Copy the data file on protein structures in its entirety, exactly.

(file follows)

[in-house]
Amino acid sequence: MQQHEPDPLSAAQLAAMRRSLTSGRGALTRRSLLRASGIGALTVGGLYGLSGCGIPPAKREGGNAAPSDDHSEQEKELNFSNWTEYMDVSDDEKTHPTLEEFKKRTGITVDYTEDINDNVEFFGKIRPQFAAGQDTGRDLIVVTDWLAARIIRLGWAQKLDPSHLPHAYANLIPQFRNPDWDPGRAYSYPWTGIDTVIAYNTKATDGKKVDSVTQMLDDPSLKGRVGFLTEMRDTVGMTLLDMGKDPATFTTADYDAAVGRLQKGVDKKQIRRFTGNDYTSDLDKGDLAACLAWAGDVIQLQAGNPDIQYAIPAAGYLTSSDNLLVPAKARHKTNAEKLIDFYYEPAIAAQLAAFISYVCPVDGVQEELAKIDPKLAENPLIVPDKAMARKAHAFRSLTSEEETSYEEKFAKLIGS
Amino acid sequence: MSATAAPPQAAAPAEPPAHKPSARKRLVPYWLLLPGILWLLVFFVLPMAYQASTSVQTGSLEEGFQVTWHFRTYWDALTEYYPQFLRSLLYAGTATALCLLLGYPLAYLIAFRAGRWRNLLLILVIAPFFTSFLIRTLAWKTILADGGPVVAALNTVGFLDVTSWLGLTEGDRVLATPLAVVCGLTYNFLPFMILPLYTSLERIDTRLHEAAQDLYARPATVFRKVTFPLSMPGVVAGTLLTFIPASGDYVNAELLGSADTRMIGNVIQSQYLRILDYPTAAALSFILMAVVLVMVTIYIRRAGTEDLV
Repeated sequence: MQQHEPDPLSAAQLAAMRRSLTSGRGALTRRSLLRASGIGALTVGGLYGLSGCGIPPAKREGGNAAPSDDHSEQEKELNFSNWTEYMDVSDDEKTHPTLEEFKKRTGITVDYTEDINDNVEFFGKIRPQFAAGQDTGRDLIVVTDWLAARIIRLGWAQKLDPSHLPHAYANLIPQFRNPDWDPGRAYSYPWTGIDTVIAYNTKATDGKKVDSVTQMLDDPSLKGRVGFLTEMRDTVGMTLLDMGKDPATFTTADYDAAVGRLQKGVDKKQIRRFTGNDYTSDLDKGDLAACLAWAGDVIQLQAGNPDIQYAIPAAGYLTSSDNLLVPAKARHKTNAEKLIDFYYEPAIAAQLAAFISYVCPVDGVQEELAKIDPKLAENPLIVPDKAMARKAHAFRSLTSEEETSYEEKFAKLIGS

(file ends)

[in-house]
Amino acid sequence: MQQHEPDPLSAAQLAAMRRSLTSGRGALTRRSLLRASGIGALTVGGLYGLSGCGIPPAKREGGNAAPSDDHSEQEKELNFSNWTEYMDVSDDEKTHPTLEEFKKRTGITVDYTEDINDNVEFFGKIRPQFAAGQDTGRDLIVVTDWLAARIIRLGWAQKLDPSHLPHAYANLIPQFRNPDWDPGRAYSYPWTGIDTVIAYNTKATDGKKVDSVTQMLDDPSLKGRVGFLTEMRDTVGMTLLDMGKDPATFTTADYDAAVGRLQKGVDKKQIRRFTGNDYTSDLDKGDLAACLAWAGDVIQLQAGNPDIQYAIPAAGYLTSSDNLLVPAKARHKTNAEKLIDFYYEPAIAAQLAAFISYVCPVDGVQEELAKIDPKLAENPLIVPDKAMARKAHAFRSLTSEEETSYEEKFAKLIGS
Amino acid sequence: MSATAAPPQAAAPAEPPAHKPSARKRLVPYWLLLPGILWLLVFFVLPMAYQASTSVQTGSLEEGFQVTWHFRTYWDALTEYYPQFLRSLLYAGTATALCLLLGYPLAYLIAFRAGRWRNLLLILVIAPFFTSFLIRTLAWKTILADGGPVVAALNTVGFLDVTSWLGLTEGDRVLATPLAVVCGLTYNFLPFMILPLYTSLERIDTRLHEAAQDLYARPATVFRKVTFPLSMPGVVAGTLLTFIPASGDYVNAELLGSADTRMIGNVIQSQYLRILDYPTAAALSFILMAVVLVMVTIYIRRAGTEDLV
Repeated sequence: MQQHEPDPLSAAQLAAMRRSLTSGRGALTRRSLLRASGIGALTVGGLYGLSGCGIPPAKREGGNAAPSDDHSEQEKELNFSNWTEYMDVSDDEKTHPTLEEFKKRTGITVDYTEDINDNVEFFGKIRPQFAAGQDTGRDLIVVTDWLAARIIRLGWAQKLDPSHLPHAYANLIPQFRNPDWDPGRAYSYPWTGIDTVIAYNTKATDGKKVDSVTQMLDDPSLKGRVGFLTEMRDTVGMTLLDMGKDPATFTTADYDAAVGRLQKGVDKKQIRRFTGNDYTSDLDKGDLAACLAWAGDVIQLQAGNPDIQYAIPAAGYLTSSDNLLVPAKARHKTNAEKLIDFYYEPAIAAQLAAFISYVCPVDGVQEELAKIDPKLAENPLIVPDKAMARKAHAFRSLTSEEETSYEEKFAKLIGS